There are currently six operational wind farms with a total capacity of 1,556 MW in the Belgian part of the North Sea: C-Power, Belwind, Northwind, Nobelwind, Rentel and Norther. In 2019, these farms produced 4.6 terawatt hours of electricity, which represents about 6% of Belgium’s total electricity consumption, or the equivalent electricity consumption of approximately 1.3 million families. By the end of 2020, two new wind farms will be commissioned: Northwester II and Seamade. Together, the 8 farms will produce renewable energy for approximately 2.2 million families, which is nearly half of Belgian households.
In the 10 years of offshore wind energy production in Belgium, installed power has moved gradually from 30 MW in 2009 to 1,556 MW in 2019. Offshore wind energy has developed particularly rapidly in recent years, through technological developments and a reduction in production costs. In 2019 alone, installed power increased by 370 MW (44 new 8.4 MW wind turbines) to reach a total of 1,556 MW. This is a significant increase of 31% in one year.
During the second half of 2020, the Northwester II (219 MW) and Seamade (487 MW) wind farms, which are currently under construction, will begin to produce electricity. The commissioning of these new wind energy projects in the Belgian part of the North Sea will allow to reach a total installed capacity of 2,262 MW. This is comparable to the combined capacity of Doel 3 (1,006 MW) and Doel 4 (1,039 MW). This 2,262 MW capacity will produce an average of 8 terawatt hours per year, which corresponds to the electricity consumption of about 2,200,000 households, or about half of the residential electricity consumption in Belgium.
Offshore wind turbines produce electricity over 95% of the time: they turn from a light breeze (2 Beaufort) to a violent storm (11 Beaufort). Offshore wind energy is therefore a cornerstone of the sustainable energy transition in Belgium.
In 2020, the first area dedicated to wind energy in the Belgian North Sea will be fully operational (see map below).
The new areas, located further west in the Marine spatial planning 2020-2026, will allow the development of approximately 2,000 MW of additional offshore wind capacity. If the developers are given a connection guarantee, the offshore wind industry could build new offshore power plants by 2024.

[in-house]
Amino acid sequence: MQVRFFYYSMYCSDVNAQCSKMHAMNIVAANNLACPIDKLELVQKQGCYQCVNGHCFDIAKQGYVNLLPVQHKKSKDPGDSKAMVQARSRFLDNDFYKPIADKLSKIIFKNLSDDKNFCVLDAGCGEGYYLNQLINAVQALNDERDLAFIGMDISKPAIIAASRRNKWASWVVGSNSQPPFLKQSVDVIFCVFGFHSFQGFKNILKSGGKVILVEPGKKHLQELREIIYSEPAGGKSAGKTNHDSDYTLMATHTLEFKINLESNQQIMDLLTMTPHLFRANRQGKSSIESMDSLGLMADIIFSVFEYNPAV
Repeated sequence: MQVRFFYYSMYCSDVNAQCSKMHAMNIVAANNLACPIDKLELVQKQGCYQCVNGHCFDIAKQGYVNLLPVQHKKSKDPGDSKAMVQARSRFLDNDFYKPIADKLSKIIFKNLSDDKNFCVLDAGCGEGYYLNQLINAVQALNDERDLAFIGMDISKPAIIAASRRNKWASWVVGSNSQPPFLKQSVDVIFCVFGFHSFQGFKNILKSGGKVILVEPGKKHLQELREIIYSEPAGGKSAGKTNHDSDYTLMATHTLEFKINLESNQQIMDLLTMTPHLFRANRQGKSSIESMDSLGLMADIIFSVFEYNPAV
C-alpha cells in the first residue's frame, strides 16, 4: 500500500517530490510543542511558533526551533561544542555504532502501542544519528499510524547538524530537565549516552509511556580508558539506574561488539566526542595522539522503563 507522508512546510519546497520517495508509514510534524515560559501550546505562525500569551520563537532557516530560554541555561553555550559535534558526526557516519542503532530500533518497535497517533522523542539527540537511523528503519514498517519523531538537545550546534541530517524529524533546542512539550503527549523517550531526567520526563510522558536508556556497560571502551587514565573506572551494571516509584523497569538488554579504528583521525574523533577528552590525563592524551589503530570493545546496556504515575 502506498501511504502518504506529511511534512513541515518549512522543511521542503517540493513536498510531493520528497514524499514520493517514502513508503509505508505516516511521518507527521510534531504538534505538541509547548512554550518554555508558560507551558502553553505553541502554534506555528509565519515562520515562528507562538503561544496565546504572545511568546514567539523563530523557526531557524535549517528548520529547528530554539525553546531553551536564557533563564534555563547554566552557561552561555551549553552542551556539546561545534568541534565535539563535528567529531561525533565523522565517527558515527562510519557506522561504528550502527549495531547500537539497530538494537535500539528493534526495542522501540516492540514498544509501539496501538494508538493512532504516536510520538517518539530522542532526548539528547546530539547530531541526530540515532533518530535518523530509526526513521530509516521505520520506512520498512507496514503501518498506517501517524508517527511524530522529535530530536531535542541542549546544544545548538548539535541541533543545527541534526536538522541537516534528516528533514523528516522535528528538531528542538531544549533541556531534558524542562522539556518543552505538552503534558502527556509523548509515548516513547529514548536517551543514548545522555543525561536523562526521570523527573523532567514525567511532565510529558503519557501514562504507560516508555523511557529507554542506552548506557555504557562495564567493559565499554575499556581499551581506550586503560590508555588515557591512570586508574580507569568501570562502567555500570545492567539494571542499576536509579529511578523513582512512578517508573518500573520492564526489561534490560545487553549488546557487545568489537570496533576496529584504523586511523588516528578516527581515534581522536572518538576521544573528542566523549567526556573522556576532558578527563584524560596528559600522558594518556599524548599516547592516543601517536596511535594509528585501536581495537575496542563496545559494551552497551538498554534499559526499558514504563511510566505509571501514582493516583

In the Federal Development Plan (FDP) 2020 – 2030, the grid operator plans to connect approximately 2,000 MW of new offshore wind capacity between 2026 and 2028. The federal government plans to publish the public tender for this new capacity at the end of 2023 at the earliest. It means that it is unlikely that new wind farms will be built in the Belgian North Sea within the next 5 years. The BOP regrets this standstill after 2020. While offshore wind energy can be developed quickly and cost-efficiently, the further deployment of this carbon-neutral production method is delayed by the fact that the Belgian electricity grid is not ready for new offshore wind capacity.
“The offshore wind industry has made tremendous efforts in recent years to build and manage offshore wind farms faster and cheaper, says Annemie VERMEYLEN, secretary general of the Belgian Offshore Platform. It is therefore desirable and necessary that the development of the energy infrastructure also moves up a gear, so that the development of large-scale carbon-neutral energy sources can be accelerated in the coming years.”
|Wind farms installed in the Belgian part of the North Sea:||Wind farms under construction:|
|– C-Power (2009 – 2013): 325 MW
– Belwind (2010): 171 MW
– Northwind (2014): 216 MW
– Nobelwind (2017): 165 MW
– Rentel (2018): 309 MW
– Norther (2019): 370 MW
|– Northwester 2 (2020): 219 MW
– Seamade (2020): 487 MW
Status of wind farms in the Belgian part of the North Sea on 1 January 2020